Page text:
In most countries, polio is a disease of the past. According to the World Health Organization (WHO), 80% of the world’s population lives in polio-free areas. The disease was eradicated from the American continent in 1994. However, poliomyelitis is still a threat to public health in Pakistan.
In “Polio Eradication in Pakistan: Call for Alliance,” Mahmood and colleages present an update about the fight against polio in the South Asian country. The authors point out the unique challenges that have delayed the polio-eradication effort in Pakistan and outline potential solutions.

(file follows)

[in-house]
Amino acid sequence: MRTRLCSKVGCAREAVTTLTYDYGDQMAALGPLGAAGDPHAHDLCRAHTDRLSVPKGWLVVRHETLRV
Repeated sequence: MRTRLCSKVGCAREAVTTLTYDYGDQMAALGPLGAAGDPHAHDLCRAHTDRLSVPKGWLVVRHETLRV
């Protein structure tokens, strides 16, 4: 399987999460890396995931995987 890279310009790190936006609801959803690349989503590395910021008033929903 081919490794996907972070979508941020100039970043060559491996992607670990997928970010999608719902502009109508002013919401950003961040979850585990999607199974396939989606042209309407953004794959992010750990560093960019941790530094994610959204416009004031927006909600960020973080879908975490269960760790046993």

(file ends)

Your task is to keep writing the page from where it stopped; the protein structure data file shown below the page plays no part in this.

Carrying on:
In 1994, the Expanded Program on Immunization, a program initiated by the WHO to make vaccines accessible to all children, developed a strategy to eradicate polio in Pakistan by the end of 2005. However, militant organizations, conflicting cultural beliefs, and lack of government support led to the program’s failure. The persistence of polio in Pakistan is not only a threat to its people but also a threat to worldwide polio eradication—cases of polio in China and Egypt have been linked to the poliovirus strain endemic to Pakistan.
This editorial was published in the Spring issue of the Ochsner Journal.